Citation
The Kwajalein hourglass

Material Information

Title:
The Kwajalein hourglass
Uniform Title:
Kwajalein hourglass
Place of Publication:
Kwajalein Aroll, Marshall Islands
Publisher:
Commander, U.S. Army Garrison- Kwajalein Atoll (USAKA/KMR)
Publication Date:
Frequency:
Semiweekly
regular
Language:
English

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Subjects / Keywords:
Military bases -- Periodicals -- Marshall Islands ( lcsh )
Military bases ( fast )
Marshall Islands ( fast )
Genre:
Periodicals. ( fast )
serial ( sobekcm )
federal government publication ( marcgt )
periodical ( marcgt )
Periodicals ( fast )

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General Note:
"U.S. Army Kwajalein Atoll, Republic of the Marshall Islands."

Record Information

Source Institution:
University of Florida
Holding Location:
University of Florida
Rights Management:
This item is a work of the U.S. federal government and not subject to copyright pursuant to 17 U.S.C. §105.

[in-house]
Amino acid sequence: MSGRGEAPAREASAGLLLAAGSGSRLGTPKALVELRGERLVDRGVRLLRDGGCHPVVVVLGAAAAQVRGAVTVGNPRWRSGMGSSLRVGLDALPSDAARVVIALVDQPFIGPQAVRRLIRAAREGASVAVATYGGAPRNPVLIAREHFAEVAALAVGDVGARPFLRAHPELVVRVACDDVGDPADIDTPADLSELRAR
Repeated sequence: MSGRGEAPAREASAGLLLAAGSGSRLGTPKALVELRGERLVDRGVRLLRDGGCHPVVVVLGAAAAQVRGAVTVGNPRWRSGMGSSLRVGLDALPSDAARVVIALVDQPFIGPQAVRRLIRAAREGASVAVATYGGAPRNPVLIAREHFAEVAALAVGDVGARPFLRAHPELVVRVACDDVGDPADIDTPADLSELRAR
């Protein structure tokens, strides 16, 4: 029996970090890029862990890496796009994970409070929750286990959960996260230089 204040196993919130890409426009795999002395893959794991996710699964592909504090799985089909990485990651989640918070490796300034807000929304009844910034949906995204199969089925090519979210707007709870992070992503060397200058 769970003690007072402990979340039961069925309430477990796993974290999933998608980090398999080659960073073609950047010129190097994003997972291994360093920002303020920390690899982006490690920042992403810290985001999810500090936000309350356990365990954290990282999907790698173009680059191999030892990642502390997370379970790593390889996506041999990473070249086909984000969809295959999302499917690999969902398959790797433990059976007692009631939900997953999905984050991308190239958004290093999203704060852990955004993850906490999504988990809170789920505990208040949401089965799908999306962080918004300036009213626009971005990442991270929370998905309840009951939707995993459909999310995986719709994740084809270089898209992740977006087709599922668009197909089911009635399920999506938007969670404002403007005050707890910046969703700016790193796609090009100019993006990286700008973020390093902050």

Resource Identifier:
55731016 ( OCLC )
2004230394 ( LCCN )
ocm55731016

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Digital Military Collection

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The Kwajalein Hourglass Saturday, Dec. 15, 2007 D C U n i t e d m i d e l d e r J u s t i n M o o s e s h o w s o f f s o m e m o v e s DC United mid elder Justin Moose shows off some moves a t a at a s o c c e r c l i n i c h e l d W e d n e s d a y e v e n i n g o n B r a n d o n F i e l d soccer clinic held Wednesday evening on Brandon Field. F o r m o r e s e e P a g e 6 For more, see Page 6. ( P h o t o b y N e l l D r u m h e l l e r ) (Photo by Nell Drumheller) www.smdc.army.mil/KWAJ/Hourglass/hourglass.html